RealTime IT News

Oracle Factors in TimesTen

Oracle acquired data management provider TimesTen for an undisclosed sum to get its foot in the door at more financial services firms and telecommunications providers.

Privately held TimesTen makes database software for mid-tier applications, a caching infrastructure product and a transaction processing system. These products power real-time billing, stock trading and call centers.

But where TimesTen differs from Oracle, IBM, Microsoft and Sybase is that its memory storage procedures aren't centered around disk technologies, which can be a bit slow and cumbersome.

TimesTen uses memory as the primary storage location, replicating data to ensure continuous operation. TimesTen CEO Jim Groff said on a conference call that this approach helps process applications faster, allows them to handle massive loads of peak transactions better and boosts availability.

The relationship between Oracle and TimesTen is quite synergistic. Groff noted that while Oracle is built to scale from hundreds of gigabytes to tens of terabytes, housing corporate data purely on the back-end, TimesTen's Cache product can recall smaller subsets of data stored in Oracle 10g to the front for transaction processing.

This is crucial for real-time data retrieval needs. For example, a capital markets business can store millions of records on clients in Oracle's enterprise-scale database. But TimesTen can be used to bring chunks of records to the fore for speedy transactions.

Groff said TimesTen technology was designed for the "first and last 20 minutes of a day on Wall Street, which require massive loads of peak transactions."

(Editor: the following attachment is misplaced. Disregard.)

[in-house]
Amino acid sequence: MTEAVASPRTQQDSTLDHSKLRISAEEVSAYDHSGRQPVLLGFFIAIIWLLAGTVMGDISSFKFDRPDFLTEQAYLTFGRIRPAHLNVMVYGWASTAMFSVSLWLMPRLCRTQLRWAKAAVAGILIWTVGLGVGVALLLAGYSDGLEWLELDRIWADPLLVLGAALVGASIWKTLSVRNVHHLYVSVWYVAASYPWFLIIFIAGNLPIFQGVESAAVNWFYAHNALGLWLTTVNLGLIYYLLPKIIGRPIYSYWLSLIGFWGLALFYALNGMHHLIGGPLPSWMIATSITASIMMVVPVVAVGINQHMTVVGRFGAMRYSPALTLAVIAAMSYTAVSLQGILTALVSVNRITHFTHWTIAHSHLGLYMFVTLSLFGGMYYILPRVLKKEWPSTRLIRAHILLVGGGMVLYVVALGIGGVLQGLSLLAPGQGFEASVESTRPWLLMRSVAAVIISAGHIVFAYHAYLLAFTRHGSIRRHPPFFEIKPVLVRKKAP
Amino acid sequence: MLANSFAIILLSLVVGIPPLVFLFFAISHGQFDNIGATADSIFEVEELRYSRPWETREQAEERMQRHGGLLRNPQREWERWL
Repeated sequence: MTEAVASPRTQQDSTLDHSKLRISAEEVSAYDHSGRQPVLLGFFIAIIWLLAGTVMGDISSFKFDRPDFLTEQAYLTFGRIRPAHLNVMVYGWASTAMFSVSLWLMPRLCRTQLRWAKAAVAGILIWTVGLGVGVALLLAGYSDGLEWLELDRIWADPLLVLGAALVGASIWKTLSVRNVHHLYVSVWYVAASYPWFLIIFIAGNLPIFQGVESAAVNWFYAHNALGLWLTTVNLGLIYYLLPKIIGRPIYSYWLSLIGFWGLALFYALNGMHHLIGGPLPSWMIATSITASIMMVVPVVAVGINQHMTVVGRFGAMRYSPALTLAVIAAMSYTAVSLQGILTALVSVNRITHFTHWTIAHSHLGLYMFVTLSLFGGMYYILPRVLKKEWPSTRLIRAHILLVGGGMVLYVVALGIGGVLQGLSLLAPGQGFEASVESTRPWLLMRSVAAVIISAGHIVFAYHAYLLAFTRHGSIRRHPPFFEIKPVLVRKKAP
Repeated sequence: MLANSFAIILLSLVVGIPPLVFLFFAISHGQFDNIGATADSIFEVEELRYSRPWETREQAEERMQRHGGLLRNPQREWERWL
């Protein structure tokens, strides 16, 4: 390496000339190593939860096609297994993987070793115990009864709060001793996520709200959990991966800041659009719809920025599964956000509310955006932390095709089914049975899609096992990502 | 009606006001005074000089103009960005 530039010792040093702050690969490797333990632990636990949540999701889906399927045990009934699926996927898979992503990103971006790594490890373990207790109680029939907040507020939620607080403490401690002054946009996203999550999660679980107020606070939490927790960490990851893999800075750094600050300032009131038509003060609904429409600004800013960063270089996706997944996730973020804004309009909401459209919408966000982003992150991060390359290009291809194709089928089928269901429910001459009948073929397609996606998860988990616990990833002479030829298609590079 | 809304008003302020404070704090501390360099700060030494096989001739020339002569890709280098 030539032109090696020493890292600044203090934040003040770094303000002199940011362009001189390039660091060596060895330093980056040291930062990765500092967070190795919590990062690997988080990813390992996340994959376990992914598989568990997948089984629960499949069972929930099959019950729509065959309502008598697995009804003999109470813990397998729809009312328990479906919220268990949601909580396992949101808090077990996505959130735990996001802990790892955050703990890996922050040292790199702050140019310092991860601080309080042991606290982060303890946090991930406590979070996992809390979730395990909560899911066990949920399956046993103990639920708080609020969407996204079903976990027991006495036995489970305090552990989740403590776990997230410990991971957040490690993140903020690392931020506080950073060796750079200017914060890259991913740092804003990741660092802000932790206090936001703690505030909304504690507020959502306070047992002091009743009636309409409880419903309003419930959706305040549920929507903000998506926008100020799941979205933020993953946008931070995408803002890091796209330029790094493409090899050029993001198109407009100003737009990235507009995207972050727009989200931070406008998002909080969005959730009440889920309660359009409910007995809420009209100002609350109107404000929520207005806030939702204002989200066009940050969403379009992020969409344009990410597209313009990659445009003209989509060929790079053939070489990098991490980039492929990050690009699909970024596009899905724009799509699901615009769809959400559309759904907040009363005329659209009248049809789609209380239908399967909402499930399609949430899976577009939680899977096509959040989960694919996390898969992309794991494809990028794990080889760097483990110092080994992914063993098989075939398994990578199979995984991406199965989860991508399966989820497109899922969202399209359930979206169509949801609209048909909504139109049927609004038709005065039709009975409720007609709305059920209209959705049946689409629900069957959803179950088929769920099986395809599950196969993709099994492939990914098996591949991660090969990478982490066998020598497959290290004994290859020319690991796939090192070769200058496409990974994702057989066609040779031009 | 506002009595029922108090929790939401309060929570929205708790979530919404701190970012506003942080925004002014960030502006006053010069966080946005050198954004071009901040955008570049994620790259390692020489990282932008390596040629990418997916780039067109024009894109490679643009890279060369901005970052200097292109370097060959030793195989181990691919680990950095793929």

Moreover, TimesTen's Cache only works with Oracle's database software at this time. Also, both Oracle's and TimesTen's software support industry standards, such as SQL, JDBC, ODBC, SNMP and XML.

Telcos and financial services firms have always required speedy data storage and retrieval. Now Oracle can provide that boost to customers and improve its deployment of its 10g application servers with the TimesTen technology.

TimesTen customers include Amdocs, Aspect Communications, Avaya, Cisco Systems, Ericsson, JP Morgan, Lucent, NEC, Nokia, Sprint and United Airlines.

Andrew Mendelsohn, senior vice president of Oracle database server technologies, said on the call that the purchase is a good complement to Oracle's database and should also bolster its Fusion Middleware line: TimesTen integrates well with enterprise service buses, applications servers and other applications stacks.

Mendelsohn said Oracle envisions scenarios where telco carriers could rely on a combination of TimesTen and Oracle technology to store and serve data for pre-paid services, such as phone cards.

Mendelsohn said he expects the majority of Mountain View, Calif.-based TimesTen's employees to join Oracle when the deal closes in July.